Help us End the Detention of Pregnant Women!Wednesday, April 27th, 2016
Two weeks ago the House of Lords voted to ban the detention of pregnant women. On Monday the amendments will be considered by the House of Commons.
The Royal College of Midwives and Medical Justice have issued a joint statement calling for an absolute ban on detaining pregnant women.
Please write to your MP and ask them to support the Lords’ amendment.
Now is the Time to End the Detention of Pregnant Women!
The House of Lords voted on 12 April in favour of implementing an absolute ban on detaining pregnant women. This followed calls for an end to the detention of pregnant women from NGOs including Medical Justice and professional organisations including the Royal College of Midwives, parliamentarians and most recently Stephen Shaw in his Review of the Detention of Vulnerable Persons.
In response, the Home Secretary has proposed a limit of 72 hours on detaining pregnant women, extendible to up to 7 days with ministerial approval.
We are disappointed that the Secretary of State has stopped short of introducing an absolute ban:
Even short-term detention is distressing and can be harmful to pregnant women. The no-notice nature of detention disrupts maternity care. Often women are transported by van for many hours to the detention centre, toilet stops can be difficult to arrange and some women are sick during the journey. In many cases detainees miss necessary medication because it takes several days to arrange.
A time limit does not prevent repeat detentions which cause further disruptions to care, distress and uncertainty.
A time limit does not make detention effective or necessary. Her Majesty’s Inspectorate of Prisons (HMIP) found that 90% of pregnant women detained at Yarl’s Wood in 2014 were not removed but later released. A study by Medical Justice (Expecting Change, 2013) found that 95% of pregnant women known to Medical Justice were not removed. Setting a time limit will not prevent women who cannot be removed from the UK from being detained pointlessly and therefore suffering harm unnecessarily.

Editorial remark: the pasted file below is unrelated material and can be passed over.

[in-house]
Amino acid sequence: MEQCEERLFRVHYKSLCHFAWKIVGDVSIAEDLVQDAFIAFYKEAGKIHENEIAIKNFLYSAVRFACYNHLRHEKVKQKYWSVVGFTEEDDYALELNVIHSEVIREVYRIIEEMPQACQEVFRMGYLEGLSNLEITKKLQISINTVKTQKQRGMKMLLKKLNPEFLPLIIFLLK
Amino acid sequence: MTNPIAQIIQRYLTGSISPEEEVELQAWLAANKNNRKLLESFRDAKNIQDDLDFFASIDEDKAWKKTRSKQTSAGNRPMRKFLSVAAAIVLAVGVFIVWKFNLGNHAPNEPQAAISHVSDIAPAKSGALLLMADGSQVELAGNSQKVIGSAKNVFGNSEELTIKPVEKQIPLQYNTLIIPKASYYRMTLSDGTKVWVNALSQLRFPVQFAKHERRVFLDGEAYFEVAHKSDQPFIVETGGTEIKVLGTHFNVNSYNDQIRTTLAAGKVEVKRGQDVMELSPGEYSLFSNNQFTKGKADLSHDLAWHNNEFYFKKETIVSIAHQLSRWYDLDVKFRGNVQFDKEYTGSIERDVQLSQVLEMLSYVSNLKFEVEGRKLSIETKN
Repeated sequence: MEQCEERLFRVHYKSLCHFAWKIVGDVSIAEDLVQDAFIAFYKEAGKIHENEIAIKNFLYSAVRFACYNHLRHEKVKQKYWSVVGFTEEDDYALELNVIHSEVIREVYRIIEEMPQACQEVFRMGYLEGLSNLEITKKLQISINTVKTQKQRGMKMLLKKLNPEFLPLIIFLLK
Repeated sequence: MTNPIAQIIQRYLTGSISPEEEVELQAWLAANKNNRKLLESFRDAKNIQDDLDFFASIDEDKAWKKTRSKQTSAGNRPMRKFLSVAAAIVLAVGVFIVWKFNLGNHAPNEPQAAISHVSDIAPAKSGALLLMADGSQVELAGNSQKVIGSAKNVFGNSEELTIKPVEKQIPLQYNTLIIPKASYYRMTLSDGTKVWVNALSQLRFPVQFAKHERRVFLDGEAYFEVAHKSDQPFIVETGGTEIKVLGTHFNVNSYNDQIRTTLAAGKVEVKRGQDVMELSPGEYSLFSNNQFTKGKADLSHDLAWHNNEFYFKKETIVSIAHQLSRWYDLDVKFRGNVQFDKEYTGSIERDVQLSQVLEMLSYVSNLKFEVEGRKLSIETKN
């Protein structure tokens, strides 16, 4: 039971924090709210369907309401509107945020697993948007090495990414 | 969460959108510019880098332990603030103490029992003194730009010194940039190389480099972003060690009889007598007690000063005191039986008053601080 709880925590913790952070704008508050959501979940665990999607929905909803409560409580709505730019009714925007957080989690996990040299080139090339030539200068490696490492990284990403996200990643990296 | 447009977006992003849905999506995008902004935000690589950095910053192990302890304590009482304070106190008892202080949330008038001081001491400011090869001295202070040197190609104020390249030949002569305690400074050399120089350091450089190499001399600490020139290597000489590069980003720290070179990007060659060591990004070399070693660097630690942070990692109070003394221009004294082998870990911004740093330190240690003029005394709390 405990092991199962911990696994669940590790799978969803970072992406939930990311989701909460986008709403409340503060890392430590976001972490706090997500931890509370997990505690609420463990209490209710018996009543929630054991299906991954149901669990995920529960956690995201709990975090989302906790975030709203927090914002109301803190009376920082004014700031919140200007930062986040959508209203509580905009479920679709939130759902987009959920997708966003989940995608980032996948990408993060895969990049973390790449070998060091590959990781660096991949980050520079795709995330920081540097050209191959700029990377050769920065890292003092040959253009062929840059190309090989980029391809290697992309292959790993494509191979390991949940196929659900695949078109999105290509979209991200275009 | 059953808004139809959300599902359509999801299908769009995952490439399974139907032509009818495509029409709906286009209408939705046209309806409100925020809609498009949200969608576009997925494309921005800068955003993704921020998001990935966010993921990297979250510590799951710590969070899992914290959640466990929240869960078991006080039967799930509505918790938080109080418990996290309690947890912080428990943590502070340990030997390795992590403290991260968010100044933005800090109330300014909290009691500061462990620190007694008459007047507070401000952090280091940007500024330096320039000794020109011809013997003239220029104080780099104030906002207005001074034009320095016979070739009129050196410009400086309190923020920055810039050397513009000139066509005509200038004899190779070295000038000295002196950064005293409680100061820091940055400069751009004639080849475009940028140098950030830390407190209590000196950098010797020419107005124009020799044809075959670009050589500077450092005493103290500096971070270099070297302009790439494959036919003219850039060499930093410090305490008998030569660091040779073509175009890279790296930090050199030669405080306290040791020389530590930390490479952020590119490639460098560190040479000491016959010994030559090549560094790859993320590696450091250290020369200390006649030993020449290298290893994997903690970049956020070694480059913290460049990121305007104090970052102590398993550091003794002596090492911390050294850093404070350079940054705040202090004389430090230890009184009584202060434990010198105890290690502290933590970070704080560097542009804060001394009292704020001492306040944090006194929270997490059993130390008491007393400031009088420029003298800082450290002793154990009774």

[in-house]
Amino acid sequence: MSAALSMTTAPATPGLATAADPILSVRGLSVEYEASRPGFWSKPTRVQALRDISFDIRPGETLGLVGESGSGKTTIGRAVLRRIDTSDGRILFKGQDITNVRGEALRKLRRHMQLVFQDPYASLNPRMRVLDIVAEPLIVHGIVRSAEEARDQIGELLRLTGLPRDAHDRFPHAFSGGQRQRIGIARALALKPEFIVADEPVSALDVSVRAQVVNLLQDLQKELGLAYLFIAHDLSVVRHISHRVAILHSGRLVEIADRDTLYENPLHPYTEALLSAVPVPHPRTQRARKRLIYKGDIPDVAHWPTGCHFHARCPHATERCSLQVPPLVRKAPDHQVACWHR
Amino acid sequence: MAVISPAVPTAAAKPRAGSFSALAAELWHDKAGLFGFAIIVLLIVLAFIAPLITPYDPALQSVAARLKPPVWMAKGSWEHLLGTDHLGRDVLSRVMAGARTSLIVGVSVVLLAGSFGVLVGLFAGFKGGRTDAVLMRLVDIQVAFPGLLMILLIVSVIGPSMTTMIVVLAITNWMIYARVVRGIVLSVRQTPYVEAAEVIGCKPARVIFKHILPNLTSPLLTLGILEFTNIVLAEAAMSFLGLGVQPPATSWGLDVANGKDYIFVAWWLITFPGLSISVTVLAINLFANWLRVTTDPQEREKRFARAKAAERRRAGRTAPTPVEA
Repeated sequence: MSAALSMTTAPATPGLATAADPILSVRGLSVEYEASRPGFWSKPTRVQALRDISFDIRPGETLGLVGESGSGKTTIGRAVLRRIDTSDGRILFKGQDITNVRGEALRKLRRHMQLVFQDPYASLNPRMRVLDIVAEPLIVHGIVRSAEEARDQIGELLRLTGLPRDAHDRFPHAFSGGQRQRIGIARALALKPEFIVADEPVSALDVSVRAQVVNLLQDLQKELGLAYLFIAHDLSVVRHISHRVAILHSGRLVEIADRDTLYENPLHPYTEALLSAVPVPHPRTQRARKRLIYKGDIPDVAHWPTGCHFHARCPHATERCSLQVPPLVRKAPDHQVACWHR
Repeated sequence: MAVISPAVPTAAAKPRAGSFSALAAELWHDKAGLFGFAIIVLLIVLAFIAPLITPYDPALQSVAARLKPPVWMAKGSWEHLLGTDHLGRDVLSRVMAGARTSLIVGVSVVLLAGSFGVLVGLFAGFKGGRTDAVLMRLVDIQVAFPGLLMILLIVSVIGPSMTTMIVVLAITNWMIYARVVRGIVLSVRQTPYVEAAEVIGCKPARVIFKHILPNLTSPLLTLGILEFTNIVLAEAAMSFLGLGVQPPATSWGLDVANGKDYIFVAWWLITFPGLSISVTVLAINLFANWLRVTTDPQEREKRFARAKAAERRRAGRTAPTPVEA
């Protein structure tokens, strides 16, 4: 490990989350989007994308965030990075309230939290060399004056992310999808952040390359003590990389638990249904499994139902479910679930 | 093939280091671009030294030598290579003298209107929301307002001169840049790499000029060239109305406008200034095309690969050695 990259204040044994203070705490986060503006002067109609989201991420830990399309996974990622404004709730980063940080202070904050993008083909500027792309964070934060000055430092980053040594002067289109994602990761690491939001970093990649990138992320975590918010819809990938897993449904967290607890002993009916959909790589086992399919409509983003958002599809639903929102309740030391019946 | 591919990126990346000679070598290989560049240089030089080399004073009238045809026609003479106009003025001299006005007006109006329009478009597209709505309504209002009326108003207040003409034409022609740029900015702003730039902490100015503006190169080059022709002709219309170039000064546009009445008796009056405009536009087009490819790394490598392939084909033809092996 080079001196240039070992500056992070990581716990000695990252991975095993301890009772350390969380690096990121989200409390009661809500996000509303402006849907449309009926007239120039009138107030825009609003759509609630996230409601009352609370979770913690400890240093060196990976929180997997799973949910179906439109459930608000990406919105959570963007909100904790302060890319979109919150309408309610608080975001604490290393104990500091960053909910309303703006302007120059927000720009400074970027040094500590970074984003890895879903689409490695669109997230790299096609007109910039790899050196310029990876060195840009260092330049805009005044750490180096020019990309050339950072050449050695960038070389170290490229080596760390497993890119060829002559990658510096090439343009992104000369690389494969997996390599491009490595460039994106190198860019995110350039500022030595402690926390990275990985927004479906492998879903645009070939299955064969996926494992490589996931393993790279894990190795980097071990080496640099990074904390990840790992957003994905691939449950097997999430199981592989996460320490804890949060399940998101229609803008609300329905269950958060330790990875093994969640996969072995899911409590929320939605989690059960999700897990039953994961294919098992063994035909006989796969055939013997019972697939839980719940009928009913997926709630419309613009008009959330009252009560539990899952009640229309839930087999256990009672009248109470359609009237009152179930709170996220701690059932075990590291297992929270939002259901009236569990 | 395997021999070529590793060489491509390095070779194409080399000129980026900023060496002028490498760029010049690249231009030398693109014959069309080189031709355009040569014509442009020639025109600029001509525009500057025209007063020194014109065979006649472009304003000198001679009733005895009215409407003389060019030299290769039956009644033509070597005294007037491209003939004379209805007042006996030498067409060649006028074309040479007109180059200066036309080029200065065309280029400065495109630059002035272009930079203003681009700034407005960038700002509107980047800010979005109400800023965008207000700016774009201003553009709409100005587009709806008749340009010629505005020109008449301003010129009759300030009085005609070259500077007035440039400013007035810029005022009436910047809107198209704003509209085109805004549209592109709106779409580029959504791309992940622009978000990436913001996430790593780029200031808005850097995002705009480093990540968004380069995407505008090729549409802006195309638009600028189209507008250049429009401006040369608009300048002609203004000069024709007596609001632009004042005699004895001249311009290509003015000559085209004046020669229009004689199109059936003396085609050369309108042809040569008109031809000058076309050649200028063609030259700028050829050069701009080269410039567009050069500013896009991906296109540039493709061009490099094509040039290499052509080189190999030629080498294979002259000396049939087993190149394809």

The House of Commons will consider the House of Lords’ amendment on 25th April. We call on Members of Parliament to vote in favour of the amendment and to end the detention of pregnant women.
The Royal College of Midwives
Last week the Home Secretary Theresa May issued a statement suggesting that in addition to a time limit there would be additional safeguards for pregnant women akin to the safeguards for families with children. However, these safeguards are missing from amendment proposed by the government which was published today. Repeat detention is expressly allowed. This is of great concern.
For more information on why pregnant women should not be detained: ‘Expecting Change: The case for ending the detention of pregnant women‘ on the Medical Justice website.
Read the account of one woman who was detained when she was pregnant here.
Watch Mumsnet’s film here.
Others supporting an end to the detention of pregnant women: The All Party Parliamentary Groups on Refugees and Migration; the Royal College of Midwives; the Royal College of Psychiatrists Working Group on the Mental Health of Asylum Seekers; Sir Stephen Shaw in his recent advice to the Home Office on the detention of the vulnerable; and over 300 NGOs and community groups. Even the Prime Minister recently recommended alternatives to prison for pregnant women who were convicted of criminal offences should be found, if this is true for those serving a criminal sentence the same must apply to immigration detainees who have been convicted of no crime.